Free Allocation vs. Auction of Allowances
Free allocation of allowances to CO2 generators will not lead to lower electricity prices to consumers. The price of electricity will rise to the same extent under RGGI whether the allowances are given to the generators for free or auctioned for the benefit of the public. The reason is a matter of fundamental economics.
In New York and other RGGI states, electric power is bought and sold on wholesale spot markets (the NYISO, ISO-NE, and PJM). Load serving entities, such as utilities and competitive energy service providers, purchase power from generators at a price set by the market. Generators offer power into the market at a price which represents their marginal cost (which includes all variable and fixed costs). The independent system operator matches generator offers with demand bid into the market, from least to most expensive power offered. When the demand is satisfied, the price at which it is satisfied, the “market clearing price,” is paid to all generators who have offered power at or below that price.
A generator will include in its variable costs, and thus in its offering price, the current market value of the CO2 allowances it uses to cover its emissions, regardless of how it originally obtained those allowances. This is because, in offering power into the market, a generator has to decide whether it is more profitable to produce electric power and expend the necessary CO2 allowances to do so, or not to produce electricity and instead sell its allowances to others. If it decides to offer power, it is foregoing the opportunity to sell the allowances in favor of consuming the allowances. This “opportunity cost,” which is the market price of the allowances, is a variable cost that will be included in generators’ marginal cost (i.e., the marginal bid price for the electricity they generate). The opportunity cost represents the cost to the generator of deciding to produce the power and use up allowances. The same opportunity costs will be included in the generator’s bid regardless of how the allowances were originally dispensed.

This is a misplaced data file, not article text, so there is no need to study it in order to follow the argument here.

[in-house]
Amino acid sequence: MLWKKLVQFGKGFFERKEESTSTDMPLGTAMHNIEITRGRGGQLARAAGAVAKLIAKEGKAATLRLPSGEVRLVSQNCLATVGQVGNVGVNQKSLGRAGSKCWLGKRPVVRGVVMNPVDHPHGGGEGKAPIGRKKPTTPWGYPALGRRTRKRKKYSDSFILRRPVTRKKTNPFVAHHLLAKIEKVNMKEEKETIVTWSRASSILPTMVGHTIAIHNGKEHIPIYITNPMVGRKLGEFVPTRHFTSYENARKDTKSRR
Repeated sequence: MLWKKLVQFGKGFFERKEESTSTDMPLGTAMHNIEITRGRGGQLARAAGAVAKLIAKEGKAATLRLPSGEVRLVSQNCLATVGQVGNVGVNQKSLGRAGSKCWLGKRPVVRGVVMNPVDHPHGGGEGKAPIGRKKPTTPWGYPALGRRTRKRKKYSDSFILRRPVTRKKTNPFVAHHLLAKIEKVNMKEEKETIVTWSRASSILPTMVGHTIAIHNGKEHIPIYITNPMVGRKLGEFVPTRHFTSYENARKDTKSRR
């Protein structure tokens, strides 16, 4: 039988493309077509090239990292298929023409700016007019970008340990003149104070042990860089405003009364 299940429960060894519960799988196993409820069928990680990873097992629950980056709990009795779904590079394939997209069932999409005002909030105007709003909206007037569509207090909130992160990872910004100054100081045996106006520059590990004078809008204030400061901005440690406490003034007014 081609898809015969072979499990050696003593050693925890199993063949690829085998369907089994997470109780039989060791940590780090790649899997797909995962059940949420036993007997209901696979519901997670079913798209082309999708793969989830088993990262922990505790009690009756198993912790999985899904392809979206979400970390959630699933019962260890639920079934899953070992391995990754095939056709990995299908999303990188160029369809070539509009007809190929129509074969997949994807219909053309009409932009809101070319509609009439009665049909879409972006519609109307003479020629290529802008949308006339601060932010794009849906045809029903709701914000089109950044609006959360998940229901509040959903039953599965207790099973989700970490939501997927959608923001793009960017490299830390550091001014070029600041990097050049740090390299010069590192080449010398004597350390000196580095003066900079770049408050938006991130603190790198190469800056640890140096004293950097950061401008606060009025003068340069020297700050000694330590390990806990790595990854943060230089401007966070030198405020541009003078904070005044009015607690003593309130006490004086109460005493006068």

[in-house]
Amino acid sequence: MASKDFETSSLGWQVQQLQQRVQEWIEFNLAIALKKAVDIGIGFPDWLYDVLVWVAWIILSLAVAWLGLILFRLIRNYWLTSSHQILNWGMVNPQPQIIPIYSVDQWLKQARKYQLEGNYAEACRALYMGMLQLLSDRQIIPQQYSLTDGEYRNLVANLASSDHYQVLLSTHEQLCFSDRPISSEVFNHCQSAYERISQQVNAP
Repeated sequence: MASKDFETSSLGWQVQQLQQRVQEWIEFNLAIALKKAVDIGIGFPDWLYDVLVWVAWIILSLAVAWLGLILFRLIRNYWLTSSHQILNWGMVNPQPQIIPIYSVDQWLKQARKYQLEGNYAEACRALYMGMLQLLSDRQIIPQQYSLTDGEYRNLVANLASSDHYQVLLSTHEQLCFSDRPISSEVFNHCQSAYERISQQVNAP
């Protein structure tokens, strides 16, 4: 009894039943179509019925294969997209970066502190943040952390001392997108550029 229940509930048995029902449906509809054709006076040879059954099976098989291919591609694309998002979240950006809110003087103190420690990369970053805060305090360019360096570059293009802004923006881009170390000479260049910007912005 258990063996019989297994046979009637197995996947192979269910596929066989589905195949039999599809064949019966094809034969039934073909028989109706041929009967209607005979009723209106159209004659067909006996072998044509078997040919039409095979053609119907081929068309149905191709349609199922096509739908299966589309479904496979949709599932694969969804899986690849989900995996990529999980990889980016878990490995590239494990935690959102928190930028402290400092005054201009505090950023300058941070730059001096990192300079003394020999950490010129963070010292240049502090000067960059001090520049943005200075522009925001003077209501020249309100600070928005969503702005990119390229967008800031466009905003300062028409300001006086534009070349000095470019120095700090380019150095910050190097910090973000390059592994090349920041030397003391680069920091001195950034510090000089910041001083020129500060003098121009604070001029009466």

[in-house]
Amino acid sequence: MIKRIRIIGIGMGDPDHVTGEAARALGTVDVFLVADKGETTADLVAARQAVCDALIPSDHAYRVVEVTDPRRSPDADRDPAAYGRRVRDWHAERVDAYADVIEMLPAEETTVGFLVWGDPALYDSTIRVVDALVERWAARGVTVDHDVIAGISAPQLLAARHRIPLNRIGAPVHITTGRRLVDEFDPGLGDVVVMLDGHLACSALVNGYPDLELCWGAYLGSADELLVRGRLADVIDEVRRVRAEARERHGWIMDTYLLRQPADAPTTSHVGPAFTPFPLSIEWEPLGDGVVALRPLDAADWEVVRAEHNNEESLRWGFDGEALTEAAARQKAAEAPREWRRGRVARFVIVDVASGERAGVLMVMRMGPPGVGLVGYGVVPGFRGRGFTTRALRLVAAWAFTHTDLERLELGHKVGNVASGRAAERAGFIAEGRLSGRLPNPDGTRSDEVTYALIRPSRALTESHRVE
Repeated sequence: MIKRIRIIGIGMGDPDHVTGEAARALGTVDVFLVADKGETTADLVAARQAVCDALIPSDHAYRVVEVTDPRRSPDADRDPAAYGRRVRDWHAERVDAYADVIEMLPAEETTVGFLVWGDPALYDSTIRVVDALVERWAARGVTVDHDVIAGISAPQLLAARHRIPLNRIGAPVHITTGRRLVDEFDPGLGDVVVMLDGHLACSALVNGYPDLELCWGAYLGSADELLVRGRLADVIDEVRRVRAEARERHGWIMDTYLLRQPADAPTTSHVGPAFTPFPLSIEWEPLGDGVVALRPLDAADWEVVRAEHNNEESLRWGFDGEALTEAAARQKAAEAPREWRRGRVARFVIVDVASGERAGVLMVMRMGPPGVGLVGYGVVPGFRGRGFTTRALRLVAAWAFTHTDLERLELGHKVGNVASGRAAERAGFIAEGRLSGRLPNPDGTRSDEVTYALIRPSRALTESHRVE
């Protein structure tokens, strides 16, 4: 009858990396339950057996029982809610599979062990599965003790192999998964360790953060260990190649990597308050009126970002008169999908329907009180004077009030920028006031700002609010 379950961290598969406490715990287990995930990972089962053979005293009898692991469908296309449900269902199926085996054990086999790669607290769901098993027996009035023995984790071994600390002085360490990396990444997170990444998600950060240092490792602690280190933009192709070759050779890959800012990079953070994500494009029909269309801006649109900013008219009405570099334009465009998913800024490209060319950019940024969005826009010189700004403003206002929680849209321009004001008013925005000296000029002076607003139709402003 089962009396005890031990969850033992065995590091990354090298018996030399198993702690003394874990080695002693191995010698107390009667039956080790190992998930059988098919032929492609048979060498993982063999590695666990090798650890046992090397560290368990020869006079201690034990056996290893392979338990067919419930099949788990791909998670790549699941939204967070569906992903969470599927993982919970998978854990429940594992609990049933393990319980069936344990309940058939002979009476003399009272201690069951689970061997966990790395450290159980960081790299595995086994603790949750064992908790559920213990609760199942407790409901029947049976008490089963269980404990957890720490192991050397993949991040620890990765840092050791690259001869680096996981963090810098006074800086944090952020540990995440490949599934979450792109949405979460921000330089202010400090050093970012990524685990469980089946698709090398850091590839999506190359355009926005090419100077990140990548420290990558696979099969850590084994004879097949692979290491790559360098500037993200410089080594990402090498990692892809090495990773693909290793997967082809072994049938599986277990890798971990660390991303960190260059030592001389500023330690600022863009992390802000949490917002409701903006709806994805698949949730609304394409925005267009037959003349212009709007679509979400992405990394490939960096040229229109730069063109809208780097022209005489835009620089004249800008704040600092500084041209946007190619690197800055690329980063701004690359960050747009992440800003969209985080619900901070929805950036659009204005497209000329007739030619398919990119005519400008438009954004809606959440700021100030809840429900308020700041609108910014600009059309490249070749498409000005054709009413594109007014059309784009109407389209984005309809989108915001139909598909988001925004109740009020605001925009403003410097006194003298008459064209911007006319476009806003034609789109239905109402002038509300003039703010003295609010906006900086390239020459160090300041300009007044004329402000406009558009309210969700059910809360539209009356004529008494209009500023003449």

The price of electric power is ultimately passed on to the consumer, whether in the form of a direct pass-through on the bill (such as most New York electric customers get) or indirectly through recalculations down the road when fixed rate services are revisited by ratemaking agencies or when bilateral contracts are renegotiated or otherwise adjusted. Since the opportunity cost will be included in the generator’s bid price regardless of how the allowances were originally dispensed, giving the allowances for free to the generators will not lower the ultimate price paid by the consumer. It will simply provide a windfall to generators, who will be able to keep or sell the allowances received as needed. An auction would not provide such a windfall, but instead would generate revenue for public purposes, including reduction of electricity bills.
Cost studies for RGGI and other CO2 cap-and-trade programs confirm that the electricity price impact of the CO2 policy is the same whether under a historic allocation or under an auctioned allocation. However, the allocation methodology will have a significant impact on who benefits from the value of the allowances. For example, Resources for the Future (RFF) found that “due to electricity deregulation in the northeast, allowance value is reflected in electricity price to an equal degree for auction and historic approaches to distribution,” and generators would actually make more money under a CO2 policy with free allocation of CO2 allowances than they would in the absence of a CO2 policy altogether. In contrast, the value of allowances in an auction approach (i.e., the auction revenues) would benefit the public if used for rebates and energy efficiency improvements.